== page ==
The neglected "death barbed wire" in the Australian fire

Original title: Neglected "Death Barbed Wire" in Australian Fire

For people in the town of Bartlow, New South Wales, Australia, the road back to the town is like hell—

The pungent smell permeated the yellow sky. On both sides of the road, a scorched sheep and herd carcass appeared in front of them. They stood on top of each other, staggered and stacked near the fence surrounded by barbed wire. These poor animals tried to break the fence and escaped a few hours ago.

ABC photographer Matt Roberts tweeted: "It's too painful to drive into Batlow this morning. Never seen such a scene." Matt Roberts uploaded on On a video on Facebook, he saw a large number of animal carcasses on both sides of the road leading to Bartoma. Most of these bodies were piled near highway fences. video

According to the British Broadcasting Corporation (BBC), Chris Dickman, a professor of ecology at the University of Sydney, has analysed that there have been approximately 480 million birds, mammals and creepers since the fire broke out in New South Wales in September Animals are killed, and the actual number of victims may be much higher. In addition, according to a report published by local Australian media 7News, farmers in southeastern New South Wales have lost about 2,800 livestock in the bushfires since December 25, 2019.

Grim Reaper's Barbed Wire

On January 3rd, photographer Brad Fleet also took a heartbreaking scene-a young black kangaroo trapped on the border of a Cleland Conservation Park in Adelaide Hills Inside the fence, it was dead, and two charred forepaws hung weakly on the barbed wire, and the scene was desperate.

Photographer Brad Fleet takes a heartbreaking Instagram screenshot on Adelaide Hills

Adelaide Hills is located in the eastern suburbs of Adelaide, the capital of South Australia. It is about 10 kilometers away from the city of Adelaide. The ecological environment is intact and there are a lot of rare wild animals. It is a local A popular tourist attraction for student groups and overseas tourists.

However, the months-long fire in New South Wales, Australia, nearly destroyed the entire nature reserve.

@Deazelle, a netizen with an ID labeled environmentalist, commented: "The photo shows two horrible things: the fire and the barbed wire. The barbed wire killed many innocent animals. If not trapped by the barbed wire, this young child The cub may have been able to escape. "

The time goes back to November 2018. A mountain fire broke out in Paradise Town, Butte County, northern California, the United States. This is the most destructive fire in the history of California. It spread from the beautiful Butte County, California. Over 150,000 acres have been burned, and Paradise, a town of only 27,000 people, has almost been burned to ruins.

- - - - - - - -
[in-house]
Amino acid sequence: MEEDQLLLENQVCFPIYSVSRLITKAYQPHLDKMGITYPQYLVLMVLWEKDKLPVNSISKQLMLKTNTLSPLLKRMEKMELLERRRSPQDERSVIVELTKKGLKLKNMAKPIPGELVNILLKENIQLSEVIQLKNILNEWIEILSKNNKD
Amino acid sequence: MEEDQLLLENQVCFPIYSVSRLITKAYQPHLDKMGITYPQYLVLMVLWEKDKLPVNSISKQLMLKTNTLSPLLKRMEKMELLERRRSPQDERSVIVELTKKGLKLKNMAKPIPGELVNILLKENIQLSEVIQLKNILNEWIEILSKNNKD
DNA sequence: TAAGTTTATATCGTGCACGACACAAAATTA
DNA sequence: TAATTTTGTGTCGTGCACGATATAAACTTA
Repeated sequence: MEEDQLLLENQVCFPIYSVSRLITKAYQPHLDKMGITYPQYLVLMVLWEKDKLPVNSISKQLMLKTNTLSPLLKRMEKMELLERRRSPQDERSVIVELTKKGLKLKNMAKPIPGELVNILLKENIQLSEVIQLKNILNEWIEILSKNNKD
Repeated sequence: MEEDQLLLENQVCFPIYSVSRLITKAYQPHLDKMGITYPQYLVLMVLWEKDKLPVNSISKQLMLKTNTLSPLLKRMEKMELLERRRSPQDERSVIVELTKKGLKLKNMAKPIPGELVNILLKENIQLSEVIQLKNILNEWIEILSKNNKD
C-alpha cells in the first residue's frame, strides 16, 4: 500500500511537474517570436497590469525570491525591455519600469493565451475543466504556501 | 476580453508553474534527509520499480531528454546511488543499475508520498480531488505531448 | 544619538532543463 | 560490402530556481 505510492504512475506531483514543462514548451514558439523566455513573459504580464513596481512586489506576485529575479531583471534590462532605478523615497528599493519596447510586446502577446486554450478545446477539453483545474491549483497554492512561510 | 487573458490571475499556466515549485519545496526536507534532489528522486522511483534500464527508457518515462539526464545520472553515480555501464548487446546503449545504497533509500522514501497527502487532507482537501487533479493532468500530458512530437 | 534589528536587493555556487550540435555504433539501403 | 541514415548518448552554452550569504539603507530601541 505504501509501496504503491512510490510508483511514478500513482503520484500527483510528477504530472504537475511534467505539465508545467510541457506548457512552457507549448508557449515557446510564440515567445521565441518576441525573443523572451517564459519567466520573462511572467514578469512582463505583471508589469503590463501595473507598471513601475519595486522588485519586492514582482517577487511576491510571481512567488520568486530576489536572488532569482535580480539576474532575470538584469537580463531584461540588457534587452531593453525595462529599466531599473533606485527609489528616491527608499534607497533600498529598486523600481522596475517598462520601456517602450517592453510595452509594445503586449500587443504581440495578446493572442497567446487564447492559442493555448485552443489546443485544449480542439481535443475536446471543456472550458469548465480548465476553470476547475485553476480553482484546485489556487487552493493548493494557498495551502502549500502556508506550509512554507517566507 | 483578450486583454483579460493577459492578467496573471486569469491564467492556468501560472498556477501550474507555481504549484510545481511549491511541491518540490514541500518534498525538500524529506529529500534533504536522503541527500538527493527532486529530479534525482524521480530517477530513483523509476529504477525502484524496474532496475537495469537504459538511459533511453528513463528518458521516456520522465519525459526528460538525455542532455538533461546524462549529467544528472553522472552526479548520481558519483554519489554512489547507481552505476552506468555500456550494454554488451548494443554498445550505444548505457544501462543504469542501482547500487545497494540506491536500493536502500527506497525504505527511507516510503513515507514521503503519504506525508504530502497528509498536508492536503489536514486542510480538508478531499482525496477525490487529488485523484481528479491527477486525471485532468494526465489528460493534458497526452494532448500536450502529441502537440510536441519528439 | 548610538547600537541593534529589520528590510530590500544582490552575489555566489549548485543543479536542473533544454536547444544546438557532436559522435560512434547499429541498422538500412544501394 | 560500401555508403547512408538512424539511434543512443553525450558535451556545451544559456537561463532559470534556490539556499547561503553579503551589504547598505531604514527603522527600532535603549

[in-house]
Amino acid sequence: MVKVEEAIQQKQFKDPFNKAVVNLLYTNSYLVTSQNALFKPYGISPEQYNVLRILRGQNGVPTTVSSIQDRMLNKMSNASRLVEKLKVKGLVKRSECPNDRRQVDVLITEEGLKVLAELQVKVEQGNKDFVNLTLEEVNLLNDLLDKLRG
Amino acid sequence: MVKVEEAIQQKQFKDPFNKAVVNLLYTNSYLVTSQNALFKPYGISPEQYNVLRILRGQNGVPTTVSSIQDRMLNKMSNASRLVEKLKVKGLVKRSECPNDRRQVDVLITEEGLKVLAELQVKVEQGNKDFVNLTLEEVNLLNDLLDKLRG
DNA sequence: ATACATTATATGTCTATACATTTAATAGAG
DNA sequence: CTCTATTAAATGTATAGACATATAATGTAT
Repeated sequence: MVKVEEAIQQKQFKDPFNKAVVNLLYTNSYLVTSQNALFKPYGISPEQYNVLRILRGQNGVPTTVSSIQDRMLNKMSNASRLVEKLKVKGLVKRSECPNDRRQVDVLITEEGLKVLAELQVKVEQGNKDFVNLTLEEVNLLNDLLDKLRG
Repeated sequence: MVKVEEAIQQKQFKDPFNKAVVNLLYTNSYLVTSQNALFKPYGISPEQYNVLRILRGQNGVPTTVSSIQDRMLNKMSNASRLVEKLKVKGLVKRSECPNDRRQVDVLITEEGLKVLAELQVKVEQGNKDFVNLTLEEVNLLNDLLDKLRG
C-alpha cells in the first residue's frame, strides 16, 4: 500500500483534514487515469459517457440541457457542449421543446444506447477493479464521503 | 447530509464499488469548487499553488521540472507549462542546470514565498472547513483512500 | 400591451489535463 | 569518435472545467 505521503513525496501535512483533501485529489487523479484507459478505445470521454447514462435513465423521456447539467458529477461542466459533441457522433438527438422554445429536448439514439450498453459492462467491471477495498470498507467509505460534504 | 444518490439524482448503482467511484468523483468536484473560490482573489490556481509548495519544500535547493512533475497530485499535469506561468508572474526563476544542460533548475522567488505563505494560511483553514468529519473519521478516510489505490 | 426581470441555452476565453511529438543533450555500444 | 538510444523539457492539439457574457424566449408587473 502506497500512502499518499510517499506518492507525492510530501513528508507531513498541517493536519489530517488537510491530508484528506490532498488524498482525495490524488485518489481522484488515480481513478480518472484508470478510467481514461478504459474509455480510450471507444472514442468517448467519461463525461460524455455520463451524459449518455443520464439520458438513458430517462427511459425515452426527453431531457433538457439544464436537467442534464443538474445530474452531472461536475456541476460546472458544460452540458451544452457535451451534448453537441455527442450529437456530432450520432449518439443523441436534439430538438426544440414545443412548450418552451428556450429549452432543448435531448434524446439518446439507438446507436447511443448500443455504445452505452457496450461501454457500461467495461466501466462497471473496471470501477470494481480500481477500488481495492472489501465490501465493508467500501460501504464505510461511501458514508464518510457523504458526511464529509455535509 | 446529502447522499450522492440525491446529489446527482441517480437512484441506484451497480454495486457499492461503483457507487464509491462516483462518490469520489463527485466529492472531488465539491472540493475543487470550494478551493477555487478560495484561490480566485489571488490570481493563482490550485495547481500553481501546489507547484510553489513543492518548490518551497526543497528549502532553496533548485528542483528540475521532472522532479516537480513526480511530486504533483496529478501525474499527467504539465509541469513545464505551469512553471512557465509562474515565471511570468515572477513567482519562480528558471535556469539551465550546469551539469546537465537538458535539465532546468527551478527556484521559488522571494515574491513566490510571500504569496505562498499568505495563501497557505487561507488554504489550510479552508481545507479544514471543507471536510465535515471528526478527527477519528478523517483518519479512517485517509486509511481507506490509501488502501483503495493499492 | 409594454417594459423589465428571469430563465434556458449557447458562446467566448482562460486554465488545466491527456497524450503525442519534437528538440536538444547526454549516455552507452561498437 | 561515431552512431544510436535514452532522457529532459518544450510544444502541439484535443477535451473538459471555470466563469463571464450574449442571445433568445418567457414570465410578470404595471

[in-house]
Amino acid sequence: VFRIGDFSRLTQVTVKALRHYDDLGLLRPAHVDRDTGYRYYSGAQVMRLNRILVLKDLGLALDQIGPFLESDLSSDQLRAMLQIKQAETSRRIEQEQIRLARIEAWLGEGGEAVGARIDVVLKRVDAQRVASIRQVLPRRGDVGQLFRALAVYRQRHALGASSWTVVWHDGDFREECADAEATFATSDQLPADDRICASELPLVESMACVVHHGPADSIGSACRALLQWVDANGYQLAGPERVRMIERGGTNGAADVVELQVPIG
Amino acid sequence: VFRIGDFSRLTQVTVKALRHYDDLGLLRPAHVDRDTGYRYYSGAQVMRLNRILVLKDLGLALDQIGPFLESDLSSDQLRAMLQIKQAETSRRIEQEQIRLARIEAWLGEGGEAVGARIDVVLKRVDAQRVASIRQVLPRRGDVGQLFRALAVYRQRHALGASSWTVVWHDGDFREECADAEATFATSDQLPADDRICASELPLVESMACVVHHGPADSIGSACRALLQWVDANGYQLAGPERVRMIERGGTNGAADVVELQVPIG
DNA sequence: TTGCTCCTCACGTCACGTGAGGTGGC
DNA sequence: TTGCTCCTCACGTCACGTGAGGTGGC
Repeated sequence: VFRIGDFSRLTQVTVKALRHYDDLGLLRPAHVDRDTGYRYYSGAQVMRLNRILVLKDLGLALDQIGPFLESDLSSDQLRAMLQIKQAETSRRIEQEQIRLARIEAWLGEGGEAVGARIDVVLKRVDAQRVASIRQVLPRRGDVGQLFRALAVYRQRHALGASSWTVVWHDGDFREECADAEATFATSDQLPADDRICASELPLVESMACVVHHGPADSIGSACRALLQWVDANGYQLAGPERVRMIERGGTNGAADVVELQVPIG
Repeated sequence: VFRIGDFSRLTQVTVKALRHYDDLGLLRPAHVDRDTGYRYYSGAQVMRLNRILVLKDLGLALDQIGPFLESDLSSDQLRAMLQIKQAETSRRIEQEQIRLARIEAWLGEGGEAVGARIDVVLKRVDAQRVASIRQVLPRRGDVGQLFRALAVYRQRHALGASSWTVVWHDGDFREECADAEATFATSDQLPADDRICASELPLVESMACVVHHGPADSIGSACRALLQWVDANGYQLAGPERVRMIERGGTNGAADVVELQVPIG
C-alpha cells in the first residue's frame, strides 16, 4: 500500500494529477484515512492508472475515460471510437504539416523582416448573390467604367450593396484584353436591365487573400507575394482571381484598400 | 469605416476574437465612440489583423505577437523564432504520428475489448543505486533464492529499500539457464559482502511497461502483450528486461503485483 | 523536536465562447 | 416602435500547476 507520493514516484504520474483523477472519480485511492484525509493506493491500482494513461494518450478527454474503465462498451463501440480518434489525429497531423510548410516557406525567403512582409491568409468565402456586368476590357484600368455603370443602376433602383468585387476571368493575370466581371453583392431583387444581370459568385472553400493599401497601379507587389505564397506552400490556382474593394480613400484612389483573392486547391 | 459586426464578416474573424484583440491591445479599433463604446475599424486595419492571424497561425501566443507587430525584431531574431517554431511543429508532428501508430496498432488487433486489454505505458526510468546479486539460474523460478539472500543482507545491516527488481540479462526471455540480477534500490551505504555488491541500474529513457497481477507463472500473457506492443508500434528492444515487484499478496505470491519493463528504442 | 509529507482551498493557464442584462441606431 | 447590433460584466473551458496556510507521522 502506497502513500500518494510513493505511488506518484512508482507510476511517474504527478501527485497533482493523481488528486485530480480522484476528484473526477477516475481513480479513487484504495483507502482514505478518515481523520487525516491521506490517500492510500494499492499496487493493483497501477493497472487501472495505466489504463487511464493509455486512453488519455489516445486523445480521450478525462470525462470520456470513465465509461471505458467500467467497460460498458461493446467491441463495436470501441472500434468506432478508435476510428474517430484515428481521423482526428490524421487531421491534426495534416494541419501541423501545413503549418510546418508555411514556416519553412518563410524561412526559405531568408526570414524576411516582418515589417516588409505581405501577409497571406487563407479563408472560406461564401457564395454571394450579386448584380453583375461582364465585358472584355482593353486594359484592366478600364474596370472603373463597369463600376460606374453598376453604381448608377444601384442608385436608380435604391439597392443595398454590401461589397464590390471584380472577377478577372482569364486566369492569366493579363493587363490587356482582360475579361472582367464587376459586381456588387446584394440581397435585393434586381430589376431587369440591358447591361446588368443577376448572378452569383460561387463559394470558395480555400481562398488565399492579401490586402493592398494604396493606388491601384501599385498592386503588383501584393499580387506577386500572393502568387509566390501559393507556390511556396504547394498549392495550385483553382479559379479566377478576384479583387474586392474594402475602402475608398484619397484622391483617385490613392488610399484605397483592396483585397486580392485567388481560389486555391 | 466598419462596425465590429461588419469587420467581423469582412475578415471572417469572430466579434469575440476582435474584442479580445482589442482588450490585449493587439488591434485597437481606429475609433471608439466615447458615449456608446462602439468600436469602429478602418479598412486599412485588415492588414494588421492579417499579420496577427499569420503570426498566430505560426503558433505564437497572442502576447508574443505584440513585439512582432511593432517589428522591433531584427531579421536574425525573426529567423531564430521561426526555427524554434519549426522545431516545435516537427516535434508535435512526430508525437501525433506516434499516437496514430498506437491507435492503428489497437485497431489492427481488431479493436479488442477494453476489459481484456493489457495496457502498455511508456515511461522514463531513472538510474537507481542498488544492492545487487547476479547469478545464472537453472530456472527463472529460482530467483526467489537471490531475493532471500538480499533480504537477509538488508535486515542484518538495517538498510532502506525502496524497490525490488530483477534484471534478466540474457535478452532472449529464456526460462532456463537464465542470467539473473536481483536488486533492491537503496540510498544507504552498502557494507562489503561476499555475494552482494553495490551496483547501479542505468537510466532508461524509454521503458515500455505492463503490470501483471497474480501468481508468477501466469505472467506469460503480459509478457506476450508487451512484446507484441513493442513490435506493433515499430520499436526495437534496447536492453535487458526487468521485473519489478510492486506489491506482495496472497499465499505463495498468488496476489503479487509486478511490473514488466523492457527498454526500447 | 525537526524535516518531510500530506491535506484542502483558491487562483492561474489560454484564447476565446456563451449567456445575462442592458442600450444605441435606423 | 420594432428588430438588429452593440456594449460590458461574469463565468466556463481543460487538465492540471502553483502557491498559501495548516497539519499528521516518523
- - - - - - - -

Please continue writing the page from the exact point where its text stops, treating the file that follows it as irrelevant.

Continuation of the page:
In the fire, many animals were equally difficult to escape.

According to the British "Daily Mail" website reported on November 14, 2018, after receiving the evacuation request, people fled to a safe area, but many animals were abandoned in the disaster area. For example, the Malibu wine estate abandoned giraffes raised on the ranch and allowed them to survive on fire. Photos show that the giraffe was trapped in a fence and the land a few meters away had been burned by the fire.

Humans seem to be able to survive the disaster with effective organization, alert minds, and sensitive limbs. However, for those animals trapped behind the fence, even with legs that can run, the relentless barbed wire may still be a prisoner of death .

The Australian fire was raging, and a kangaroo collapsed in front of the fence and spit blood. Matt Roberts Facebook Graph

Hidden Fence

In human history, fences have evolved from simple wood or stone to metal and barbed wire structures that are becoming increasingly difficult to penetrate today. Fences have also played a vital role in protecting endangered species, preventing the spread of disease, limiting overgrazing, poaching, protecting public safety, and individuals as public resources.

However, in fact, even fences that exist to protect species can have some negative effects on wildlife.

Utah State University researchers Harrington and Conover inspected barbed wire fences on highways in Colorado and Utah from June 2004 to June 2005. They found that the presence of the barbed wire was linked to local pronghorn, roe and elk mortality.

In a report titled "Characteristics of Ungulate Behavior and Mortality Associated with Wire Fences," they wrote that the possibility of juvenile animals dying on the fence is 8 times that of adult animals. And among all the fences, the most deadly type is a woven barbed wire fence with a single band of iron wire wound on the top, and the animal's hind legs are easily caught between the two wires on the top.